Assisi in World War II: Convents Shelter the Jewish Refugees
In 1943- 1944 when 300 Jewish refugees were hidden in German-occupied Assisi, many a convent became a place of safe haven. One was the Monastero di San Quirico.
Traveling all the way to Umbria from the northern Italy town of Fiume (part of Croatia as of 1947), Lea Baruch and her sisters Mira and Hella and their parents found refuge in Assisi in another convent – and you can see the three young girls here in the above photo of 1934 taken in their hometown of Fiume:
The Baruch family stayed in the Monastero di Santa Croce, a convent of cloistered German-speaking Clarisse Cappuccine (Capuchin Poor Clares), an order founded by four German sisters in the 18th-century.
The nuns in this convent – even today – are from Austria, Germany or Alto Adige.
Lea Baruch has recorded some of her childhood memories as a refugee hidden in an Assisi cloistered convent. She remembers the kindness of the Sisters “who followed very severe rules of cloister….we could have contact only with the nuns who had not yet taken their final vow of cloister. One of them Suora Fidele, took care of all of our needs.” Without the false identity cards they would soon have, they were unable to have ration cards – but the Clarisse took good care of them. Lea remembers fondly the delicious zuppa di pane (a bread pudding) one of the sisters made for their breakfast.
She remembers, too, the invitation of the Sisters to join them for Christmas Midnight Mass in their chapel.
Lea remembers that German soldiers filled the first row. She recounts that “we had no idea how to behave during the service…so we just copied those opposite us.”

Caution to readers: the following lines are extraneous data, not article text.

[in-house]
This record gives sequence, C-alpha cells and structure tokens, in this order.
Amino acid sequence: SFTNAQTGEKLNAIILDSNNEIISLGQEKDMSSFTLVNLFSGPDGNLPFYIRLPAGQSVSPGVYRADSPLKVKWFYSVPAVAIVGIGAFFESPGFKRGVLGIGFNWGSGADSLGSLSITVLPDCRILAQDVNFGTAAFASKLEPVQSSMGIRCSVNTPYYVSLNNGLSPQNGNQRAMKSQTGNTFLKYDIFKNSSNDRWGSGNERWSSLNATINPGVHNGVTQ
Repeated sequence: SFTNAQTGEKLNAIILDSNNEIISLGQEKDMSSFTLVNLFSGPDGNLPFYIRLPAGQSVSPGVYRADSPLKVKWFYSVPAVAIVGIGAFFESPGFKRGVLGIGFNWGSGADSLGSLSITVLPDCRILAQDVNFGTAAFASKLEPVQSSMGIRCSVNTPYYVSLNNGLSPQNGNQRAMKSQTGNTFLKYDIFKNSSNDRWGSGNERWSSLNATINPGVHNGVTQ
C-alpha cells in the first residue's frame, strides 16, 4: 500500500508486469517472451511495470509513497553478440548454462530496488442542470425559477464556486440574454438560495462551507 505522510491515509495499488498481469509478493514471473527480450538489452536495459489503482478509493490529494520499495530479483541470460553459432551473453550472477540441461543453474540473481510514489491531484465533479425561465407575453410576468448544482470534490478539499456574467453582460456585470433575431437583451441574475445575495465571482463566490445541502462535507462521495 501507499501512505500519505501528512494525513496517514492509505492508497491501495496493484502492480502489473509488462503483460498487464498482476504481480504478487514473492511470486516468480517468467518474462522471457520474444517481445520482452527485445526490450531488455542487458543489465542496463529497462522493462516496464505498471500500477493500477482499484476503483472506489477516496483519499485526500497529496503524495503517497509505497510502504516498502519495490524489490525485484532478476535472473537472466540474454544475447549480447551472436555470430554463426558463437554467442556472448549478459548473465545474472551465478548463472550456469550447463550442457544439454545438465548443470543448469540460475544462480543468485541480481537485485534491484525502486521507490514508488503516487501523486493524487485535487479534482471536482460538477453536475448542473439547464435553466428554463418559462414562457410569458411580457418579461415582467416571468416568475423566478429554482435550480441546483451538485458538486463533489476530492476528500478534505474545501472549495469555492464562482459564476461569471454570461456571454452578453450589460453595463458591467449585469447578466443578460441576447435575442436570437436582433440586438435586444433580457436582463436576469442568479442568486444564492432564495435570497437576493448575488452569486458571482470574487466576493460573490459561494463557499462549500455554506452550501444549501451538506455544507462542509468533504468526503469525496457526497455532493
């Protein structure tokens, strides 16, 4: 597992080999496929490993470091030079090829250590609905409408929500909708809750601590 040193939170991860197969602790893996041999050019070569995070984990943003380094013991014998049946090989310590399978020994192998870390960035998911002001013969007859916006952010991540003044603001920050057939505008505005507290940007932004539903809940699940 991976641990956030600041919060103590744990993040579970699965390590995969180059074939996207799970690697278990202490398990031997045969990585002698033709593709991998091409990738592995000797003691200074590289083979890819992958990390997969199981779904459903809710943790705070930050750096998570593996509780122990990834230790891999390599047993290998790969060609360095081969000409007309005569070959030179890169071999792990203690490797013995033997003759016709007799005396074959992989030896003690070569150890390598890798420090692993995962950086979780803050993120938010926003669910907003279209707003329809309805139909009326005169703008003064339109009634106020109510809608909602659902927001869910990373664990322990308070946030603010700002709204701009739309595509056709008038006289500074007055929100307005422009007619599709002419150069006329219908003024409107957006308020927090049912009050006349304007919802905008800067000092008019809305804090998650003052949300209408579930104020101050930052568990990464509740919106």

The Baruch family soon had their false carte d’identita, thanks to Don Aldo Brunacci – the priest assisting Assisi’s Bishop Placido Nicolini in the tasks necessary to successfully hide the 300 Jewish refugees that Assisi saved.
Here’s Don Aldo walking the Assisi backstreets…..about that time:
Don Aldo entrusted all the falsification of documents work to the skilled printers, Trento and Luigi Brizi.
The Baruch became the Bartoli family from Campobasso, a town in the southern Italian region of Molise as southern Italy had been liberated and therefore, the Germans would be unable to do any checking if suspicious.
Lea became “Ileana Bartoli,” while Mira would be “Mirella Bartoli” and Hella, “Raffaella Bartoli.”
With their false ID cards, they were thus able to procur ration cards – and to exit the Monastero di Santa Croce. The older of the Baruch girls, Mira, went some afternoons to study Latin with Don Aldo in his library.
The Baruch family soon moved to a small apartment adjacent to a convent. Assisi was liberated in June of 1944 and the Bartoli family again became “Baruch”…but they stayed on in Assisi until January, 1945 when they moved to Jerusalem.
Leah remembers her excitement at the adventures ahead but “I was also sad to leave all those who had helped us escape “un terribile destino.”
Her memories may be read in a display in Assisi’s Museo della Memoria.
Lea’s testimony ends with these words: “During our Assisi stay, no one made any attempt to convert us to Catholicism. Bishop Nicolini, Don Aldo, …..and all the others, helped us at risk of their own lives. They did it believing it was their duty as men and as religious.”
She and her sister Mira were able to thank Don Aldo once again, years later. In Jerusalem in 1977. In the Garden of the Righteous:
A reunion of joy: Don Aldo was there to receive recognition from Yad Vashem – along with Assisi’s Bishop Nicolini (who had died in 1973) – as “Righteous Among the Nations.”
For Don Aldo Brunacci, I’m sure that the connection with the young girls he had helped decades prior was the most memorable moment of that Israel trip.
(The kitchen of the Monastero di Santa Croce – photo by Pepi Merisio, 1971)